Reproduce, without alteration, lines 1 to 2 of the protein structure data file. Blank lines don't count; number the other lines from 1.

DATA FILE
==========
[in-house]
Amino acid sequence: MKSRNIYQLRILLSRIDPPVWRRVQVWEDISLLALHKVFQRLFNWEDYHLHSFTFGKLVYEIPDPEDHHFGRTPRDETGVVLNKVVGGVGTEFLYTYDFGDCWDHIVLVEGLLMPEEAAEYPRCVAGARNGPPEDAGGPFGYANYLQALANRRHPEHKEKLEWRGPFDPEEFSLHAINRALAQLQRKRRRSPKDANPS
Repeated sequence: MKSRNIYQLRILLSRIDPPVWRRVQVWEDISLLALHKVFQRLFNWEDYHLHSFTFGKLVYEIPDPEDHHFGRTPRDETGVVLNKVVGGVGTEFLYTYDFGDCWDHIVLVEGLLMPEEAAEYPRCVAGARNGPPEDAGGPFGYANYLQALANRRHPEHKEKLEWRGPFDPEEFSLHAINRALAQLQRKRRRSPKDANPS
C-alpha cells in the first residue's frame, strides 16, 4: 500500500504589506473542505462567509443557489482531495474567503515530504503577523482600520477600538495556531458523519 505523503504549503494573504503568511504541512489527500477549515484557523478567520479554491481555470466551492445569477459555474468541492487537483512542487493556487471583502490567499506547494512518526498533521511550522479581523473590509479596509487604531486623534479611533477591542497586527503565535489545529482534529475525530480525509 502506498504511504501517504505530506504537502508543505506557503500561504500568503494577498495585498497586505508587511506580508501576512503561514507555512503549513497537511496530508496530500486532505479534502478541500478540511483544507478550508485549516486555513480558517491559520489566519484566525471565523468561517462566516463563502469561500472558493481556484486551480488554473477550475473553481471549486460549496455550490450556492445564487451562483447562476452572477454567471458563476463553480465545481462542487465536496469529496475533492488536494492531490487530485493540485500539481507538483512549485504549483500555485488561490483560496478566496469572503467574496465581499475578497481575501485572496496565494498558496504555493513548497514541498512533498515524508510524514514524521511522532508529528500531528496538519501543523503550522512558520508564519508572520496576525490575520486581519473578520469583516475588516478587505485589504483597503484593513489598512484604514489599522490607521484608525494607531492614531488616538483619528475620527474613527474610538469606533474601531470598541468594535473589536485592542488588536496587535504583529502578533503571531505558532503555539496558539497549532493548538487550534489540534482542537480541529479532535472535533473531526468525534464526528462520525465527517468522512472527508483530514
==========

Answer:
[in-house]
Amino acid sequence: MKSRNIYQLRILLSRIDPPVWRRVQVWEDISLLALHKVFQRLFNWEDYHLHSFTFGKLVYEIPDPEDHHFGRTPRDETGVVLNKVVGGVGTEFLYTYDFGDCWDHIVLVEGLLMPEEAAEYPRCVAGARNGPPEDAGGPFGYANYLQALANRRHPEHKEKLEWRGPFDPEEFSLHAINRALAQLQRKRRRSPKDANPS